That factory used to make bikes. Now it’s a store called “Lavender West.” They sell clothes and hippie paraphernalia. There’s a skate park on the fourth floor.

I’m told (though I’ve never had any reason to check) that they also sell bongs.

If I’d turned a little slower, I could have smashed into the building and found out. As it was I missed the wall by inches, flying directly in front of a third and then a fourth floor window. I could have reached out and shaken the hands of the people crowding to see the fight.

Of course, moving at 286 mph, I would have ripped their hands right off.

Once above the building, I gave myself a little spin, rotating so that I was facing the parking lot, and dove. I had a plan this time.

Grandpa used to tell a lot of stories about fighting Man-machine. Nearly half of them ended with Grandpa finding a way to smash the transparent faceplate. Sometimes he’d punch Man-machine unconscious. Sometimes he’d smash the glass without breaking it, leaving it in one piece but impossible to see through.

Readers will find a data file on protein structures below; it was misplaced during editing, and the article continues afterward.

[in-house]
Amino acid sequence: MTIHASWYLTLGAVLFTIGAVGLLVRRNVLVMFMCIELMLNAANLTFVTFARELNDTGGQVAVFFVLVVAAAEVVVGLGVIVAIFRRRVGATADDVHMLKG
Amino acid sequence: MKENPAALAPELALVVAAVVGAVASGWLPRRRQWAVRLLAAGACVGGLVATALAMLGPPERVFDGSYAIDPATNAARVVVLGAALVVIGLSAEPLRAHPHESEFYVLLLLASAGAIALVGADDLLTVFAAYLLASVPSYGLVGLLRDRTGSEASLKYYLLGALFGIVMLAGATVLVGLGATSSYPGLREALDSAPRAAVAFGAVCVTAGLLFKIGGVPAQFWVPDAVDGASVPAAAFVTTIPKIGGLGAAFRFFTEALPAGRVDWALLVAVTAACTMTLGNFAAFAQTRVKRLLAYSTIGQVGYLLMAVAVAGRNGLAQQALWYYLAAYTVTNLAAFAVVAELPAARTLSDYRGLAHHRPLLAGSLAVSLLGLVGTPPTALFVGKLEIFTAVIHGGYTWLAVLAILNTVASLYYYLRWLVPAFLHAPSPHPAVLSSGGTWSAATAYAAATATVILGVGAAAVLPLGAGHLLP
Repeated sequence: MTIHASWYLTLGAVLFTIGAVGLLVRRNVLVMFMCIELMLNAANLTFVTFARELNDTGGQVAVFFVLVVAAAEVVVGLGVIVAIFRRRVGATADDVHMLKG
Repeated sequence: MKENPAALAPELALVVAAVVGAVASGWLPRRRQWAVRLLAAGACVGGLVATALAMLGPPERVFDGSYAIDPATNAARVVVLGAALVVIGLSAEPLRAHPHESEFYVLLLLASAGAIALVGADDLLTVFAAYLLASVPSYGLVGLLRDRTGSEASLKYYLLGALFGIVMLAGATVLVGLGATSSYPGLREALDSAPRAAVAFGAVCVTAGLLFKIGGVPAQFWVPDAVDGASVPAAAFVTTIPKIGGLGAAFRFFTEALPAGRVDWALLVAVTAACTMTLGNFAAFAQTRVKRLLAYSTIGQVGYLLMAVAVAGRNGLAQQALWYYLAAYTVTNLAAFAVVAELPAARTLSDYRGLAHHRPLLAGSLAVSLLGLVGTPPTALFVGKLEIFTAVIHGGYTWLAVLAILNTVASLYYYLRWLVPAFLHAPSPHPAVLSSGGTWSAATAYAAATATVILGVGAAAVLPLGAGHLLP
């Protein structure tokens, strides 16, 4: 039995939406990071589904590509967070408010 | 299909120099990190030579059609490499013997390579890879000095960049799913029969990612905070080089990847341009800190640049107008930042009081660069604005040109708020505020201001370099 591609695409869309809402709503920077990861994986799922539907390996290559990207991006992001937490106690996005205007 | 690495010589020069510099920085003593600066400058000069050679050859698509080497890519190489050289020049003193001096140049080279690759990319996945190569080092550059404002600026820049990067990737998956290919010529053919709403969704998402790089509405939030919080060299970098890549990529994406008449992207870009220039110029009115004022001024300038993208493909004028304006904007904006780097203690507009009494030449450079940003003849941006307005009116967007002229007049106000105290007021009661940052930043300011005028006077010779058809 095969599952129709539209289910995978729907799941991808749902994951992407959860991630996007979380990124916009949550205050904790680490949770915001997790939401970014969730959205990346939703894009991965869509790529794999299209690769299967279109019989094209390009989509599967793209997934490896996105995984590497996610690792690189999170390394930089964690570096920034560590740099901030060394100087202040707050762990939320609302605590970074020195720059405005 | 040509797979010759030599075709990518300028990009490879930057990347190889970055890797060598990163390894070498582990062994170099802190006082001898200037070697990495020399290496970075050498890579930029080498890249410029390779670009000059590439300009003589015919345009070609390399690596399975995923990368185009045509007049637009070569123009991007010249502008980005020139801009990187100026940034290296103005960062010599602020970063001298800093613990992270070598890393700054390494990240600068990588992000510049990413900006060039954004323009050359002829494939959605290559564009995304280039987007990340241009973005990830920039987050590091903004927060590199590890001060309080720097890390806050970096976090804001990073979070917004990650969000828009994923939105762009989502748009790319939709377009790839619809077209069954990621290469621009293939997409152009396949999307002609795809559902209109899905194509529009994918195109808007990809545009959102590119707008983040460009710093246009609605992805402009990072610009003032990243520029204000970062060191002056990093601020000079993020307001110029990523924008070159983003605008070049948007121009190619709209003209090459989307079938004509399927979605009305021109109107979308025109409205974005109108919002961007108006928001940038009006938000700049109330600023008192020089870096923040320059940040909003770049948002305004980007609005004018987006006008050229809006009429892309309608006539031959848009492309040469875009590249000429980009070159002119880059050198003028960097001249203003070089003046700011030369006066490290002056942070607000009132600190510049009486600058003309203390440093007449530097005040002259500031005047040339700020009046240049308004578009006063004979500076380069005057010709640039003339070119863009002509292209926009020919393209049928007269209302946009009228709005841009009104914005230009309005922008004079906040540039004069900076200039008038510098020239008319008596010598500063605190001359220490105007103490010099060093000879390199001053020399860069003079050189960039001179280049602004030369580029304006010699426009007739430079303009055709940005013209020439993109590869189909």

I was going to fire the sonic weapons directly into the faceplate. All I had to do was get close enough.

Three-quarters of the way down, I realized that Man-machine had turned to face me. Then I saw flash of red and felt heat on my chest.

Systems reported the damage as medium—suit integrity intact but heavy damage to that spot. I’d better not get hit there again.

The blast distracted me from my intended approach. I leveled off fifteen feet above the ground and some twenty feet away from Man-machine, beginning a tight circle that I hoped would put me on a near collision course with him.